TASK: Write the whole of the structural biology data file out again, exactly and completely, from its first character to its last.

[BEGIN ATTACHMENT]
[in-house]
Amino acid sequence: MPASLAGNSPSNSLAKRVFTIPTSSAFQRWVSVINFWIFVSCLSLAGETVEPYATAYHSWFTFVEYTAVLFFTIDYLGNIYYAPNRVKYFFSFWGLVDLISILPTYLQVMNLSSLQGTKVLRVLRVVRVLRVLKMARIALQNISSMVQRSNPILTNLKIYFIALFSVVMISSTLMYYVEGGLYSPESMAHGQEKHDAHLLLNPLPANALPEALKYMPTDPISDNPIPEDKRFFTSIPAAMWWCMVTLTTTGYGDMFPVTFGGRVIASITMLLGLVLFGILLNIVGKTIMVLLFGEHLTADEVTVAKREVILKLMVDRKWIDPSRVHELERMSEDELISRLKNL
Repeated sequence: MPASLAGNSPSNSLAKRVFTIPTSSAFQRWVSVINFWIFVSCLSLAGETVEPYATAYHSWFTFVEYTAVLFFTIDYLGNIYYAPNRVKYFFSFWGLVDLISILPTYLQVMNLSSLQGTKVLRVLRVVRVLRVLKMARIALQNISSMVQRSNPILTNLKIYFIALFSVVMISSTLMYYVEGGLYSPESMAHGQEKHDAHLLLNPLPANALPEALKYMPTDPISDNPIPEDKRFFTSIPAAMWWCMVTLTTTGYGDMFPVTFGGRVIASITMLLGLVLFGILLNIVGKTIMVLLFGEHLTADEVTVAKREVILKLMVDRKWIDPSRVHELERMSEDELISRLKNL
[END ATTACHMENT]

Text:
[in-house]
Amino acid sequence: MPASLAGNSPSNSLAKRVFTIPTSSAFQRWVSVINFWIFVSCLSLAGETVEPYATAYHSWFTFVEYTAVLFFTIDYLGNIYYAPNRVKYFFSFWGLVDLISILPTYLQVMNLSSLQGTKVLRVLRVVRVLRVLKMARIALQNISSMVQRSNPILTNLKIYFIALFSVVMISSTLMYYVEGGLYSPESMAHGQEKHDAHLLLNPLPANALPEALKYMPTDPISDNPIPEDKRFFTSIPAAMWWCMVTLTTTGYGDMFPVTFGGRVIASITMLLGLVLFGILLNIVGKTIMVLLFGEHLTADEVTVAKREVILKLMVDRKWIDPSRVHELERMSEDELISRLKNL
Repeated sequence: MPASLAGNSPSNSLAKRVFTIPTSSAFQRWVSVINFWIFVSCLSLAGETVEPYATAYHSWFTFVEYTAVLFFTIDYLGNIYYAPNRVKYFFSFWGLVDLISILPTYLQVMNLSSLQGTKVLRVLRVVRVLRVLKMARIALQNISSMVQRSNPILTNLKIYFIALFSVVMISSTLMYYVEGGLYSPESMAHGQEKHDAHLLLNPLPANALPEALKYMPTDPISDNPIPEDKRFFTSIPAAMWWCMVTLTTTGYGDMFPVTFGGRVIASITMLLGLVLFGILLNIVGKTIMVLLFGEHLTADEVTVAKREVILKLMVDRKWIDPSRVHELERMSEDELISRLKNL